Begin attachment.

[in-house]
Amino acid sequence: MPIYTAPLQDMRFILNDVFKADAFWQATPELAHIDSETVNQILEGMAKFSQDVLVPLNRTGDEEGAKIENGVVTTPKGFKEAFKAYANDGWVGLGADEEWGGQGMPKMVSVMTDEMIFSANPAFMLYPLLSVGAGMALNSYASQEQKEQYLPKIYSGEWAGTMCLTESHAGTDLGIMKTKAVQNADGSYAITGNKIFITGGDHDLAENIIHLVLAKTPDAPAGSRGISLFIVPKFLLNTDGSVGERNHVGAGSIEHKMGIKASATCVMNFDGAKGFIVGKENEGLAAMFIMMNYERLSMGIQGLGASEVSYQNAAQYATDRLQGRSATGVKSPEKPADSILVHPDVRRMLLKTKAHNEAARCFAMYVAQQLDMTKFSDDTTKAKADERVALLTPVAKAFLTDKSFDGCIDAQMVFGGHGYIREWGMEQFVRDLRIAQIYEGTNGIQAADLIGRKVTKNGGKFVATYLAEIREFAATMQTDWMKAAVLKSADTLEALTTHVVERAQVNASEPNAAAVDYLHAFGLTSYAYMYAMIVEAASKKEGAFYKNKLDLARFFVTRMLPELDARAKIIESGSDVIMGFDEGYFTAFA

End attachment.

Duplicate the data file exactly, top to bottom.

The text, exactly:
[in-house]
Amino acid sequence: MPIYTAPLQDMRFILNDVFKADAFWQATPELAHIDSETVNQILEGMAKFSQDVLVPLNRTGDEEGAKIENGVVTTPKGFKEAFKAYANDGWVGLGADEEWGGQGMPKMVSVMTDEMIFSANPAFMLYPLLSVGAGMALNSYASQEQKEQYLPKIYSGEWAGTMCLTESHAGTDLGIMKTKAVQNADGSYAITGNKIFITGGDHDLAENIIHLVLAKTPDAPAGSRGISLFIVPKFLLNTDGSVGERNHVGAGSIEHKMGIKASATCVMNFDGAKGFIVGKENEGLAAMFIMMNYERLSMGIQGLGASEVSYQNAAQYATDRLQGRSATGVKSPEKPADSILVHPDVRRMLLKTKAHNEAARCFAMYVAQQLDMTKFSDDTTKAKADERVALLTPVAKAFLTDKSFDGCIDAQMVFGGHGYIREWGMEQFVRDLRIAQIYEGTNGIQAADLIGRKVTKNGGKFVATYLAEIREFAATMQTDWMKAAVLKSADTLEALTTHVVERAQVNASEPNAAAVDYLHAFGLTSYAYMYAMIVEAASKKEGAFYKNKLDLARFFVTRMLPELDARAKIIESGSDVIMGFDEGYFTAFA